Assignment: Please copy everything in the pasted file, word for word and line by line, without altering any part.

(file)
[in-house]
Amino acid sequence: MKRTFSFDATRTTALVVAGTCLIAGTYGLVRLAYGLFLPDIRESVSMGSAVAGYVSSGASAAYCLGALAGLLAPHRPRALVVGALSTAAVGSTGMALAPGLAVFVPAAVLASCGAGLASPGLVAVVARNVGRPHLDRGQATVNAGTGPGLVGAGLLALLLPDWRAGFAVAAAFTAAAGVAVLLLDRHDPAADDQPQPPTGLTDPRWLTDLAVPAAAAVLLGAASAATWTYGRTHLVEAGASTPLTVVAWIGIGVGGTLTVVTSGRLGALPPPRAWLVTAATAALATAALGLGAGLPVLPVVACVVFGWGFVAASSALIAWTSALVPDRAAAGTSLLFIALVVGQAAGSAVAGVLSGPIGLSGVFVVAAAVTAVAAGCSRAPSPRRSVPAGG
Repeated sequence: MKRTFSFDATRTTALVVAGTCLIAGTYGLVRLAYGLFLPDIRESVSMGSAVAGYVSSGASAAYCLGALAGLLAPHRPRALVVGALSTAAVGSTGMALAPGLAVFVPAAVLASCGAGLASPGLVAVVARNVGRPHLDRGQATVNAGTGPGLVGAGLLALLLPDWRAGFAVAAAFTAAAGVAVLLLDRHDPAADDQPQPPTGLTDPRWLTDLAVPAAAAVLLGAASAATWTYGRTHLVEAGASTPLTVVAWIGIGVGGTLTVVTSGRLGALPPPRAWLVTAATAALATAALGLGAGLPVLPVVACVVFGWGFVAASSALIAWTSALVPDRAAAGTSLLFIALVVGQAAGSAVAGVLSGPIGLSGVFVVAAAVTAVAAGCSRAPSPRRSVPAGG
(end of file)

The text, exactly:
[in-house]
Amino acid sequence: MKRTFSFDATRTTALVVAGTCLIAGTYGLVRLAYGLFLPDIRESVSMGSAVAGYVSSGASAAYCLGALAGLLAPHRPRALVVGALSTAAVGSTGMALAPGLAVFVPAAVLASCGAGLASPGLVAVVARNVGRPHLDRGQATVNAGTGPGLVGAGLLALLLPDWRAGFAVAAAFTAAAGVAVLLLDRHDPAADDQPQPPTGLTDPRWLTDLAVPAAAAVLLGAASAATWTYGRTHLVEAGASTPLTVVAWIGIGVGGTLTVVTSGRLGALPPPRAWLVTAATAALATAALGLGAGLPVLPVVACVVFGWGFVAASSALIAWTSALVPDRAAAGTSLLFIALVVGQAAGSAVAGVLSGPIGLSGVFVVAAAVTAVAAGCSRAPSPRRSVPAGG
Repeated sequence: MKRTFSFDATRTTALVVAGTCLIAGTYGLVRLAYGLFLPDIRESVSMGSAVAGYVSSGASAAYCLGALAGLLAPHRPRALVVGALSTAAVGSTGMALAPGLAVFVPAAVLASCGAGLASPGLVAVVARNVGRPHLDRGQATVNAGTGPGLVGAGLLALLLPDWRAGFAVAAAFTAAAGVAVLLLDRHDPAADDQPQPPTGLTDPRWLTDLAVPAAAAVLLGAASAATWTYGRTHLVEAGASTPLTVVAWIGIGVGGTLTVVTSGRLGALPPPRAWLVTAATAALATAALGLGAGLPVLPVVACVVFGWGFVAASSALIAWTSALVPDRAAAGTSLLFIALVVGQAAGSAVAGVLSGPIGLSGVFVVAAAVTAVAAGCSRAPSPRRSVPAGG